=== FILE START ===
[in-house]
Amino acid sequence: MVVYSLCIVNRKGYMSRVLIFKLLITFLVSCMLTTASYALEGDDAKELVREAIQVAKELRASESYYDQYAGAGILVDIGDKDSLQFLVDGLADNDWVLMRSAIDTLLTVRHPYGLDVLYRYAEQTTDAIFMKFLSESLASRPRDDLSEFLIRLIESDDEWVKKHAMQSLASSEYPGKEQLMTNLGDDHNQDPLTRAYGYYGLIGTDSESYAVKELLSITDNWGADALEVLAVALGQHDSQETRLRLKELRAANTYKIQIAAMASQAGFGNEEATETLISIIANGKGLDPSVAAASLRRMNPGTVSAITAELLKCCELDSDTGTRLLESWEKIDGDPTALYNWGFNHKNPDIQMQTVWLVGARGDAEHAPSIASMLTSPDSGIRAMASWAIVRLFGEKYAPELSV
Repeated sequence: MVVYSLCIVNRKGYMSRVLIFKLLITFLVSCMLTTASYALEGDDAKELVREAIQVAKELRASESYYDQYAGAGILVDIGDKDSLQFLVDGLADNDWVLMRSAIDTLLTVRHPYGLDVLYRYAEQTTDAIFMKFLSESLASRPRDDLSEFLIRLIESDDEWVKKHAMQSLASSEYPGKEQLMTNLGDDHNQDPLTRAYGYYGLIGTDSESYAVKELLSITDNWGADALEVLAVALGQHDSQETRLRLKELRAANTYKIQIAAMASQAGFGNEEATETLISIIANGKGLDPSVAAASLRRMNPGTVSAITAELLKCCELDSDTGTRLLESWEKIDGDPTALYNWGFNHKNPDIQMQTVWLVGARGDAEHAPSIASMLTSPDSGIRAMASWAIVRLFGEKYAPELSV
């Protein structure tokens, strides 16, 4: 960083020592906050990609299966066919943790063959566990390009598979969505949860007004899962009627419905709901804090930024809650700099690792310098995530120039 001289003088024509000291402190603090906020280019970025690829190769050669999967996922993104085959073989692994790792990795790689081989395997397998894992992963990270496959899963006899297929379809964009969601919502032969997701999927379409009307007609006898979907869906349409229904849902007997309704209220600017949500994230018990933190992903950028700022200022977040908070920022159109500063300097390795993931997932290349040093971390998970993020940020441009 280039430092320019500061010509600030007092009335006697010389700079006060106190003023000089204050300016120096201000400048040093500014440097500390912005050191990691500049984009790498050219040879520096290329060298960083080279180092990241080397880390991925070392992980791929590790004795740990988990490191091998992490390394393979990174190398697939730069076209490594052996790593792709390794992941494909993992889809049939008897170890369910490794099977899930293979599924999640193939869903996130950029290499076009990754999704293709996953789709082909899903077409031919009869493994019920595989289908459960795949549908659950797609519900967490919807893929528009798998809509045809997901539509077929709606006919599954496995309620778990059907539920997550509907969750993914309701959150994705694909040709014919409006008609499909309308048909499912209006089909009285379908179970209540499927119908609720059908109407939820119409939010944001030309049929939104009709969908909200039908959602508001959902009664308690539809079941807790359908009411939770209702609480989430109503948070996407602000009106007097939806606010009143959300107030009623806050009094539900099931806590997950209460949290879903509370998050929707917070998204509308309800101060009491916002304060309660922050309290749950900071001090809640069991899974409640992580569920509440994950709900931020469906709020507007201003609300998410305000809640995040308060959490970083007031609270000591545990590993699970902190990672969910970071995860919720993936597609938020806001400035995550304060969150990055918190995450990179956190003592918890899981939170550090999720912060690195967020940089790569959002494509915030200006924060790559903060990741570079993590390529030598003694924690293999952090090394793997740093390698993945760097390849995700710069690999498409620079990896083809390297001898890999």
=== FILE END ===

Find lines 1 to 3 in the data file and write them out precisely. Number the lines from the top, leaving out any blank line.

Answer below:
[in-house]
Amino acid sequence: MVVYSLCIVNRKGYMSRVLIFKLLITFLVSCMLTTASYALEGDDAKELVREAIQVAKELRASESYYDQYAGAGILVDIGDKDSLQFLVDGLADNDWVLMRSAIDTLLTVRHPYGLDVLYRYAEQTTDAIFMKFLSESLASRPRDDLSEFLIRLIESDDEWVKKHAMQSLASSEYPGKEQLMTNLGDDHNQDPLTRAYGYYGLIGTDSESYAVKELLSITDNWGADALEVLAVALGQHDSQETRLRLKELRAANTYKIQIAAMASQAGFGNEEATETLISIIANGKGLDPSVAAASLRRMNPGTVSAITAELLKCCELDSDTGTRLLESWEKIDGDPTALYNWGFNHKNPDIQMQTVWLVGARGDAEHAPSIASMLTSPDSGIRAMASWAIVRLFGEKYAPELSV
Repeated sequence: MVVYSLCIVNRKGYMSRVLIFKLLITFLVSCMLTTASYALEGDDAKELVREAIQVAKELRASESYYDQYAGAGILVDIGDKDSLQFLVDGLADNDWVLMRSAIDTLLTVRHPYGLDVLYRYAEQTTDAIFMKFLSESLASRPRDDLSEFLIRLIESDDEWVKKHAMQSLASSEYPGKEQLMTNLGDDHNQDPLTRAYGYYGLIGTDSESYAVKELLSITDNWGADALEVLAVALGQHDSQETRLRLKELRAANTYKIQIAAMASQAGFGNEEATETLISIIANGKGLDPSVAAASLRRMNPGTVSAITAELLKCCELDSDTGTRLLESWEKIDGDPTALYNWGFNHKNPDIQMQTVWLVGARGDAEHAPSIASMLTSPDSGIRAMASWAIVRLFGEKYAPELSV